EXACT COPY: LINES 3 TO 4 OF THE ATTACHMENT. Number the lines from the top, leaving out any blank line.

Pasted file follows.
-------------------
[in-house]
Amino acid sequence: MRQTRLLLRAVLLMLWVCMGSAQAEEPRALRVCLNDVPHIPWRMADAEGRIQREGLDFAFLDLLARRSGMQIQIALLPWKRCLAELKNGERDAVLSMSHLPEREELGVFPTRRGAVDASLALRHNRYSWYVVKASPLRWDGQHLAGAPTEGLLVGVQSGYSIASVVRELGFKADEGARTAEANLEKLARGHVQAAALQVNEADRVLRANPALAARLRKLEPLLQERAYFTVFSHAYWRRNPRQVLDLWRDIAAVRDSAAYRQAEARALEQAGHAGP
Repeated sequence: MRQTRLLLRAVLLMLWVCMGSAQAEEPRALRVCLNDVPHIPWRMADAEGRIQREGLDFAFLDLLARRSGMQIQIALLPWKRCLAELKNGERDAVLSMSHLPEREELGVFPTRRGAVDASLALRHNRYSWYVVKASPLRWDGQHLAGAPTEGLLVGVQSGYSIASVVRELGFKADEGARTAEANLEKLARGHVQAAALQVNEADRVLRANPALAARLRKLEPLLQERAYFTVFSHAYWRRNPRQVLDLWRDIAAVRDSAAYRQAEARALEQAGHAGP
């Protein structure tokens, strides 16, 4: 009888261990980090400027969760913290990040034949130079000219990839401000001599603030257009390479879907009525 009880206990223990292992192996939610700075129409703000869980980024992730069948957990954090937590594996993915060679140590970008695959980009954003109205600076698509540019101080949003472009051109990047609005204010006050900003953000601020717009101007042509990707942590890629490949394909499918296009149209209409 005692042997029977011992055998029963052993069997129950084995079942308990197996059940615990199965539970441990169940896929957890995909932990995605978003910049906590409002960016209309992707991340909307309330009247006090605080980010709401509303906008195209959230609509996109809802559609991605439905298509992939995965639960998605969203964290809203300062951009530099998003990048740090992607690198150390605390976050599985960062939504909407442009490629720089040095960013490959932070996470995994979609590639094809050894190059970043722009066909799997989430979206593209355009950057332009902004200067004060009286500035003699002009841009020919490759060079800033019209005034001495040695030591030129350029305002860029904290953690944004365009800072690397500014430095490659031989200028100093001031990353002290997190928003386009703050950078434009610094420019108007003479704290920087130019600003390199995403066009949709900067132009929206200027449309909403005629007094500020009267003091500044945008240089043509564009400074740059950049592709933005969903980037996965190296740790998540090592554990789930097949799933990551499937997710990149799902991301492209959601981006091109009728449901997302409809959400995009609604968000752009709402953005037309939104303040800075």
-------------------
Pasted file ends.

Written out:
Repeated sequence: MRQTRLLLRAVLLMLWVCMGSAQAEEPRALRVCLNDVPHIPWRMADAEGRIQREGLDFAFLDLLARRSGMQIQIALLPWKRCLAELKNGERDAVLSMSHLPEREELGVFPTRRGAVDASLALRHNRYSWYVVKASPLRWDGQHLAGAPTEGLLVGVQSGYSIASVVRELGFKADEGARTAEANLEKLARGHVQAAALQVNEADRVLRANPALAARLRKLEPLLQERAYFTVFSHAYWRRNPRQVLDLWRDIAAVRDSAAYRQAEARALEQAGHAGP
């Protein structure tokens, strides 16, 4: 009888261990980090400027969760913290990040034949130079000219990839401000001599603030257009390479879907009525 009880206990223990292992192996939610700075129409703000869980980024992730069948957990954090937590594996993915060679140590970008695959980009954003109205600076698509540019101080949003472009051109990047609005204010006050900003953000601020717009101007042509990707942590890629490949394909499918296009149209209409 005692042997029977011992055998029963052993069997129950084995079942308990197996059940615990199965539970441990169940896929957890995909932990995605978003910049906590409002960016209309992707991340909307309330009247006090605080980010709401509303906008195209959230609509996109809802559609991605439905298509992939995965639960998605969203964290809203300062951009530099998003990048740090992607690198150390605390976050599985960062939504909407442009490629720089040095960013490959932070996470995994979609590639094809050894190059970043722009066909799997989430979206593209355009950057332009902004200067004060009286500035003699002009841009020919490759060079800033019209005034001495040695030591030129350029305002860029904290953690944004365009800072690397500014430095490659031989200028100093001031990353002290997190928003386009703050950078434009610094420019108007003479704290920087130019600003390199995403066009949709900067132009929206200027449309909403005629007094500020009267003091500044945008240089043509564009400074740059950049592709933005969903980037996965190296740790998540090592554990789930097949799933990551499937997710990149799902991301492209959601981006091109009728449901997302409809959400995009609604968000752009709402953005037309939104303040800075």